Place and story intertwine. That’s what I’m thinking about after visiting the Stanley Hotel. P and I were on our road trip when I remembered that the hotel that had inspired The Shining was hidden in the mountains of Colorado. We looked it up and it wasn’t far. Why not go? I wanted to see how the Overlook Hotel of my imagination compared with the place that story was born.

I wasn’t disappointed.

A stately white hotel with a brown roof. An old-fashioned black cab sits out front with the words The Stanley painted on the side in gold. Dozens of golden keys are arrayed on a black velvet backing behind the sign-in desk. An opulent wooden wall is topped with crumbling old wallpaper. A sweeping view of a hedge maze and forested mountains beyond. Clouds are roiling and dark. There's a hint of a masculine statue at the front of the maze.

The hotel has been updated over the years. They added a hedge maze and some props from the made-for-TV movie. But even stripping those things away I could see the connection between that place and The Shining. We saw the tall, eerie staircases flooded with light from old windows. Those long carpeted hallways. Brass elevators from a bygone age. A lonely ballroom with the piano. And beautiful bar with a long wooden counter. I didn’t mind that the owners of the hotel had added a hedge maze and some old props. Those things might be cheesy, but they were fun too.

Cheri smiles like a dork inside a maze of hedges.

We saw other tourists walking around, delighted, enjoying comparisons with the haunted hotel of their imaginations. I loved it! The magic of fiction is that it has the power to bring us all to the same location in our minds, to sync up our emotions and memories in a powerful way. In that sense, setting becomes a real place, durable and permanent. I’m thinking about the books I love most. How many of us have walked through the Gothic splendor of Mr. Rochester’s house in Jane Eyre? Millions, I expect. Those images and feelings are accessible, a shared experience that transcends time and all other differences.

If you’re a fan of The Shining and you find yourself in Colorado I recommend a quick stop at The Stanley Hotel. They give tours, but the slots were all booked up by the time we arrived. So we walked around the hotel, admired the grounds, and picked up some amusingly Stephen King themed lattes before heading out for our next destination.

Two lattes sit on a bronze colored tabletop. They are labeled 217 and RedRum.

PS: I did not look for the ghost of room 217. πŸ˜‚

On Being an Author Without Social Media

Good afternoon, internet travelers.

Today’s post is a quick note to acknowledge that I’ve left Twitter and I don’t plan to return. If you’ve been following me on Twitter, thanks! It’s been a pleasure to be connected to so many great people. As an alternative way of staying in touch, I encourage you to sign up for my newsletter or add my blog to your RSS reader of choice.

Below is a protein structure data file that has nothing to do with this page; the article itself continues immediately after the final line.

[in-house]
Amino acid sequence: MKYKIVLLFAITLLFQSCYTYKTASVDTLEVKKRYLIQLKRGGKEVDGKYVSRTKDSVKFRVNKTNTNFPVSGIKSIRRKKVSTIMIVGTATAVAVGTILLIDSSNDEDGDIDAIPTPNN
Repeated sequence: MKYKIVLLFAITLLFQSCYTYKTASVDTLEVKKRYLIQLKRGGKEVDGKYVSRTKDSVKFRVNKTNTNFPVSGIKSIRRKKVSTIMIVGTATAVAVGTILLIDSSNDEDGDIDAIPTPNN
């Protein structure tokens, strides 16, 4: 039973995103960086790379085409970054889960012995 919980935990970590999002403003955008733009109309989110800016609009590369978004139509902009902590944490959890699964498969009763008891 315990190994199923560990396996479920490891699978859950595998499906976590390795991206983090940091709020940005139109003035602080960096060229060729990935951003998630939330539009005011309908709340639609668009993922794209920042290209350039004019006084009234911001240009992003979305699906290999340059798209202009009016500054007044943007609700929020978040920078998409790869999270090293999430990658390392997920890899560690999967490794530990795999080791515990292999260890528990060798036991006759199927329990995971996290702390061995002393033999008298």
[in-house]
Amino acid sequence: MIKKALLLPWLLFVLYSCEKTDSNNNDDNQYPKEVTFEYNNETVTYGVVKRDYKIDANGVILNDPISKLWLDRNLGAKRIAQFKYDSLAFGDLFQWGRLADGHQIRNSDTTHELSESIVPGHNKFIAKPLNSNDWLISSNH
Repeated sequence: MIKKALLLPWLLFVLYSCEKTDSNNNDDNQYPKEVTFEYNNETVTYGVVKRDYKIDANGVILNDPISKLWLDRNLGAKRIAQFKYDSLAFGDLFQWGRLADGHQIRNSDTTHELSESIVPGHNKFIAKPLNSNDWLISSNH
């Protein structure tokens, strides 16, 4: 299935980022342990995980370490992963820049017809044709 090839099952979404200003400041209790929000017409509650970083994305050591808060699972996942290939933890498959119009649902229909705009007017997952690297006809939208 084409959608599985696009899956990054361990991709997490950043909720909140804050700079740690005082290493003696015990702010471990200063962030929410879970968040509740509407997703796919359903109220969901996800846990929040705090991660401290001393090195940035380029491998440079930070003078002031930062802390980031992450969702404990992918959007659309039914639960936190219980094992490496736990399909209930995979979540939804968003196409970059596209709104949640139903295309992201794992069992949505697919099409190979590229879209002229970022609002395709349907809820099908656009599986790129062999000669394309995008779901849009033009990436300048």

I hope I can disengage from social media without giving the wrong impression. You’re important to me, and I want to brighten your day by giving you something great to read. But I’d rather serve you by writing the next book than by spending time on social media. Being online like that distracts me and stresses me out, so I’m going to focus on other things moving forward.

That’s my news of the day. Don’t @ me! But you can email me if you have questions. I’ll be around. 😎

With that out of the way, it’s time for me to get back to work!

Until next time,


Back to Life

Greetings from wild and windy Seattle! We’re back from our road trip and in our familiar digs. When we left town I was so dang sick of staring at the same walls, and out the same window, waiting for the pandemic to end. But my time away has given me fresh eyes and a new perspective. My tiny condo no longer feels like a prison cell. Our couch fits to my back like a comfy catcher’s mitt, worn in all the right places. I’m appreciating all that I have at home, from my ergonomic desk chair and clicky clacky keyboard to the electric tea kettle resting on the counter nearby.

When the sun goes down, the city sparkles. When the sun comes up, my neighborhood stretches and yawns. Shopkeepers flick on their lights, unlock their doors, and carry chairs outside to the shaded sidewalk. Buses roll down the street. Late last night – or was it early this morning? – in the darkness, I half awoke to the sound of a delivery truck idling on the street below, familiar urban music that lulled me right back to sleep.

The city is coming back to life.

Our weather is moody and beautiful today. Clouds roll over us like a thick, dark comforter; it rains and rains. Gaps open in the sky and spread wide, revealing blue sky. Sunlight bursts out and illuminates the steel and glass towers. The wet streets shine. We rushed out to pick up a sandwich during one sun break (do other cities have sun breaks?) and when we left the shop we were hit by a gust of wind so strong it nearly toppled me over. Someone had lost their flowers; a fresh bouquet of pink peonies rolled down the wet sidewalk. Rain blew sideways, like darts, and there wasn’t an umbrella in sight.